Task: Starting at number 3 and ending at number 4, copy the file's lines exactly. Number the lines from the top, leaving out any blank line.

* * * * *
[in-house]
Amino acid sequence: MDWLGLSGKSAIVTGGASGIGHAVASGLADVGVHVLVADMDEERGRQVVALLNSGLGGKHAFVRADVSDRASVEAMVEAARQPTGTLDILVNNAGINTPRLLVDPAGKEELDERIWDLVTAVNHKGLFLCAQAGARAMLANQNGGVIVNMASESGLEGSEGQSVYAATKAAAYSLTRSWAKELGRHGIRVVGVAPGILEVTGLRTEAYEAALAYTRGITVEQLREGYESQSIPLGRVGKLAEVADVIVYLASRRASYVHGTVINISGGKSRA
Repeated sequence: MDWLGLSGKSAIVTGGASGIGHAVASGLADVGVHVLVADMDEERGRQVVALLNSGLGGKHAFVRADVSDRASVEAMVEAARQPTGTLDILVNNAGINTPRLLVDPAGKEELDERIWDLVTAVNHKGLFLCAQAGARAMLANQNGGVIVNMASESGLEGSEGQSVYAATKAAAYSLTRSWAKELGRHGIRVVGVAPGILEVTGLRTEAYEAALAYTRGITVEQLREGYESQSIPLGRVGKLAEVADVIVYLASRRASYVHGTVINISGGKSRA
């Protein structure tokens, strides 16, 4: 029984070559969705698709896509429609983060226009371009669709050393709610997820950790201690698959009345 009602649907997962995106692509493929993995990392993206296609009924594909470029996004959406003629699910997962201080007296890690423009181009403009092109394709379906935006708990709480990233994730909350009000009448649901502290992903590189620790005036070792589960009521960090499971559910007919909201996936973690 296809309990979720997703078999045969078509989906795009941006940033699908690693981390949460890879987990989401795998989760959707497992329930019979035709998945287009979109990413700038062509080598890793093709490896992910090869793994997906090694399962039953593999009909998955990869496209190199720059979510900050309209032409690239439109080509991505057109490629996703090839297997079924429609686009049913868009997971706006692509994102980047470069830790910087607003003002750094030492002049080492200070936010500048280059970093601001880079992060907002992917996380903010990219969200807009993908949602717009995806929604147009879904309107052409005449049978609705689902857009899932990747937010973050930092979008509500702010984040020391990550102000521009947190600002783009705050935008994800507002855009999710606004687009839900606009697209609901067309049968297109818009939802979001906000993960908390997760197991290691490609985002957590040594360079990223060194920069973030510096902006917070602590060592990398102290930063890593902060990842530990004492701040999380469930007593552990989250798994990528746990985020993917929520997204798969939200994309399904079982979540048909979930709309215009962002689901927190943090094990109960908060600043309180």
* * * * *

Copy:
Repeated sequence: MDWLGLSGKSAIVTGGASGIGHAVASGLADVGVHVLVADMDEERGRQVVALLNSGLGGKHAFVRADVSDRASVEAMVEAARQPTGTLDILVNNAGINTPRLLVDPAGKEELDERIWDLVTAVNHKGLFLCAQAGARAMLANQNGGVIVNMASESGLEGSEGQSVYAATKAAAYSLTRSWAKELGRHGIRVVGVAPGILEVTGLRTEAYEAALAYTRGITVEQLREGYESQSIPLGRVGKLAEVADVIVYLASRRASYVHGTVINISGGKSRA
């Protein structure tokens, strides 16, 4: 029984070559969705698709896509429609983060226009371009669709050393709610997820950790201690698959009345 009602649907997962995106692509493929993995990392993206296609009924594909470029996004959406003629699910997962201080007296890690423009181009403009092109394709379906935006708990709480990233994730909350009000009448649901502290992903590189620790005036070792589960009521960090499971559910007919909201996936973690 296809309990979720997703078999045969078509989906795009941006940033699908690693981390949460890879987990989401795998989760959707497992329930019979035709998945287009979109990413700038062509080598890793093709490896992910090869793994997906090694399962039953593999009909998955990869496209190199720059979510900050309209032409690239439109080509991505057109490629996703090839297997079924429609686009049913868009997971706006692509994102980047470069830790910087607003003002750094030492002049080492200070936010500048280059970093601001880079992060907002992917996380903010990219969200807009993908949602717009995806929604147009879904309107052409005449049978609705689902857009899932990747937010973050930092979008509500702010984040020391990550102000521009947190600002783009705050935008994800507002855009999710606004687009839900606009697209609901067309049968297109818009939802979001906000993960908390997760197991290691490609985002957590040594360079990223060194920069973030510096902006917070602590060592990398102290930063890593902060990842530990004492701040999380469930007593552990989250798994990528746990985020993917929520997204798969939200994309399904079982979540048909979930709309215009962002689901927190943090094990109960908060600043309180």